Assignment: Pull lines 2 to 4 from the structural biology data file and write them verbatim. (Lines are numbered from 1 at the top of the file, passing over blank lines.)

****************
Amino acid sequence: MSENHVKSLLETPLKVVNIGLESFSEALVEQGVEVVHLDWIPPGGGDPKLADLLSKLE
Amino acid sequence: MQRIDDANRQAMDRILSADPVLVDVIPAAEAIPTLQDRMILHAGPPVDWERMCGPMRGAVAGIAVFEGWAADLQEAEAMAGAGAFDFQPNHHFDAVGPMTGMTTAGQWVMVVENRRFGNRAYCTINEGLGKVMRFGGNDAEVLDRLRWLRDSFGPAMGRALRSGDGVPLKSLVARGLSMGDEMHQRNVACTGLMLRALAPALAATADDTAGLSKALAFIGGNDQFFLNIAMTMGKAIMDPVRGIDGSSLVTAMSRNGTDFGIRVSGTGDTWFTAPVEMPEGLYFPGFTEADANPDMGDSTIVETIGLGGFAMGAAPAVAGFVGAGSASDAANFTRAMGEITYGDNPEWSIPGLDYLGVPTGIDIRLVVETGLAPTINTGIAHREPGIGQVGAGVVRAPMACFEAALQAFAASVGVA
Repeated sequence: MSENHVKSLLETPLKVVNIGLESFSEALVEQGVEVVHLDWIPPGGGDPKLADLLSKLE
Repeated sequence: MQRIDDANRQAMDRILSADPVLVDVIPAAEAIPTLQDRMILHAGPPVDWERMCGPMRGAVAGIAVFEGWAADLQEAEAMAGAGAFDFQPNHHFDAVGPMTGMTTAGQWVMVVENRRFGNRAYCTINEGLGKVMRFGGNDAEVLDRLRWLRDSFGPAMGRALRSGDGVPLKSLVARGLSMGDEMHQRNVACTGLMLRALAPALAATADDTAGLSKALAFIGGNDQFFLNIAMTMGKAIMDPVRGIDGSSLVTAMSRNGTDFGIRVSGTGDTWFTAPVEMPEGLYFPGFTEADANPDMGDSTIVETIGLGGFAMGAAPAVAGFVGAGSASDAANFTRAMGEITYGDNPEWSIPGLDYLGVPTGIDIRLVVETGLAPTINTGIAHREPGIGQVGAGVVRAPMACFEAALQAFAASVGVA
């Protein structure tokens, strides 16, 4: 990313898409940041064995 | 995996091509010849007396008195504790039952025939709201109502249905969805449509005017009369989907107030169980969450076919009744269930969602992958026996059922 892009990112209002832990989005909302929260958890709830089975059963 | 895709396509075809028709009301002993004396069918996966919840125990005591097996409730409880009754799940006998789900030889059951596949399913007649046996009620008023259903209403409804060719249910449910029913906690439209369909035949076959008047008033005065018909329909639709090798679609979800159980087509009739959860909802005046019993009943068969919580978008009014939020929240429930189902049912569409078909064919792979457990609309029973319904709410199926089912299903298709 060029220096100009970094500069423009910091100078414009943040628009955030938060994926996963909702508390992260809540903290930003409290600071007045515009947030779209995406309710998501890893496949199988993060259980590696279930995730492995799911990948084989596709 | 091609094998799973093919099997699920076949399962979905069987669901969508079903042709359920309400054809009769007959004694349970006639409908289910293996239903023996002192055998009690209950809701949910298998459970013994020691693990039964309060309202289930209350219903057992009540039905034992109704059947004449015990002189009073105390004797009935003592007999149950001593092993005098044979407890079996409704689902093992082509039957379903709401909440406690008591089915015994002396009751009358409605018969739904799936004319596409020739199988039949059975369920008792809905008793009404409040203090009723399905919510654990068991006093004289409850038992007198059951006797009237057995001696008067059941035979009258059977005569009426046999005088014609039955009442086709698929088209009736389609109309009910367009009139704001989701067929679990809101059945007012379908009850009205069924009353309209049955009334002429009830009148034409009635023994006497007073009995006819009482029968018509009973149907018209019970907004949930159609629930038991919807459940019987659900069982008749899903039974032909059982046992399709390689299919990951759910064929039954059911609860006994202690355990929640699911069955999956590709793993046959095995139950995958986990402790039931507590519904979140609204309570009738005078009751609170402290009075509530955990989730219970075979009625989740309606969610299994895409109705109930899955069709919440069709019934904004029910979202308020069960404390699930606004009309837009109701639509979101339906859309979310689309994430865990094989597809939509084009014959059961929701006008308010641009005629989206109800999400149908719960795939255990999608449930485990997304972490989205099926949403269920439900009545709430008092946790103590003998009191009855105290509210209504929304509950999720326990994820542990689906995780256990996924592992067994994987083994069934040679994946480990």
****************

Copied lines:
Amino acid sequence: MQRIDDANRQAMDRILSADPVLVDVIPAAEAIPTLQDRMILHAGPPVDWERMCGPMRGAVAGIAVFEGWAADLQEAEAMAGAGAFDFQPNHHFDAVGPMTGMTTAGQWVMVVENRRFGNRAYCTINEGLGKVMRFGGNDAEVLDRLRWLRDSFGPAMGRALRSGDGVPLKSLVARGLSMGDEMHQRNVACTGLMLRALAPALAATADDTAGLSKALAFIGGNDQFFLNIAMTMGKAIMDPVRGIDGSSLVTAMSRNGTDFGIRVSGTGDTWFTAPVEMPEGLYFPGFTEADANPDMGDSTIVETIGLGGFAMGAAPAVAGFVGAGSASDAANFTRAMGEITYGDNPEWSIPGLDYLGVPTGIDIRLVVETGLAPTINTGIAHREPGIGQVGAGVVRAPMACFEAALQAFAASVGVA
Repeated sequence: MSENHVKSLLETPLKVVNIGLESFSEALVEQGVEVVHLDWIPPGGGDPKLADLLSKLE
Repeated sequence: MQRIDDANRQAMDRILSADPVLVDVIPAAEAIPTLQDRMILHAGPPVDWERMCGPMRGAVAGIAVFEGWAADLQEAEAMAGAGAFDFQPNHHFDAVGPMTGMTTAGQWVMVVENRRFGNRAYCTINEGLGKVMRFGGNDAEVLDRLRWLRDSFGPAMGRALRSGDGVPLKSLVARGLSMGDEMHQRNVACTGLMLRALAPALAATADDTAGLSKALAFIGGNDQFFLNIAMTMGKAIMDPVRGIDGSSLVTAMSRNGTDFGIRVSGTGDTWFTAPVEMPEGLYFPGFTEADANPDMGDSTIVETIGLGGFAMGAAPAVAGFVGAGSASDAANFTRAMGEITYGDNPEWSIPGLDYLGVPTGIDIRLVVETGLAPTINTGIAHREPGIGQVGAGVVRAPMACFEAALQAFAASVGVA